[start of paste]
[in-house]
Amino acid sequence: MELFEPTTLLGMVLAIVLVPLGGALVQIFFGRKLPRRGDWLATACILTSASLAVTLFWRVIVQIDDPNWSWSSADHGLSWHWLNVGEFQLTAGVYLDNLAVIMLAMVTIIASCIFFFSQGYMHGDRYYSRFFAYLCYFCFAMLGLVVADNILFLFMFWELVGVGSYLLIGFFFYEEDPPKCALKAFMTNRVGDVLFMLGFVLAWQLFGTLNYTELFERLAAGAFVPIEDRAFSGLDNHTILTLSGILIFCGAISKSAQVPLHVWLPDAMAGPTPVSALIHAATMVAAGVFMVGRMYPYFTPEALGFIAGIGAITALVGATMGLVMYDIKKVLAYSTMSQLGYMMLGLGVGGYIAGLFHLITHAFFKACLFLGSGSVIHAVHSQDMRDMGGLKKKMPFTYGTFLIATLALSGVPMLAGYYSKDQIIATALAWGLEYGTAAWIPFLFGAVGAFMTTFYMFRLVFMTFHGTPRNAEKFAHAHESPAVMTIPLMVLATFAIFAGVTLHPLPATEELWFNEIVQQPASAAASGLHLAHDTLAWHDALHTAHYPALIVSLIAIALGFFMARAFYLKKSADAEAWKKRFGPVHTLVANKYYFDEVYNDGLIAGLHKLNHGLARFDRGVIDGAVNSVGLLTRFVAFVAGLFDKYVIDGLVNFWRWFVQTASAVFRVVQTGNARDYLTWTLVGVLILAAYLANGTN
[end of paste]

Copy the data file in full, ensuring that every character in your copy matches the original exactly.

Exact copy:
[in-house]
Amino acid sequence: MELFEPTTLLGMVLAIVLVPLGGALVQIFFGRKLPRRGDWLATACILTSASLAVTLFWRVIVQIDDPNWSWSSADHGLSWHWLNVGEFQLTAGVYLDNLAVIMLAMVTIIASCIFFFSQGYMHGDRYYSRFFAYLCYFCFAMLGLVVADNILFLFMFWELVGVGSYLLIGFFFYEEDPPKCALKAFMTNRVGDVLFMLGFVLAWQLFGTLNYTELFERLAAGAFVPIEDRAFSGLDNHTILTLSGILIFCGAISKSAQVPLHVWLPDAMAGPTPVSALIHAATMVAAGVFMVGRMYPYFTPEALGFIAGIGAITALVGATMGLVMYDIKKVLAYSTMSQLGYMMLGLGVGGYIAGLFHLITHAFFKACLFLGSGSVIHAVHSQDMRDMGGLKKKMPFTYGTFLIATLALSGVPMLAGYYSKDQIIATALAWGLEYGTAAWIPFLFGAVGAFMTTFYMFRLVFMTFHGTPRNAEKFAHAHESPAVMTIPLMVLATFAIFAGVTLHPLPATEELWFNEIVQQPASAAASGLHLAHDTLAWHDALHTAHYPALIVSLIAIALGFFMARAFYLKKSADAEAWKKRFGPVHTLVANKYYFDEVYNDGLIAGLHKLNHGLARFDRGVIDGAVNSVGLLTRFVAFVAGLFDKYVIDGLVNFWRWFVQTASAVFRVVQTGNARDYLTWTLVGVLILAAYLANGTN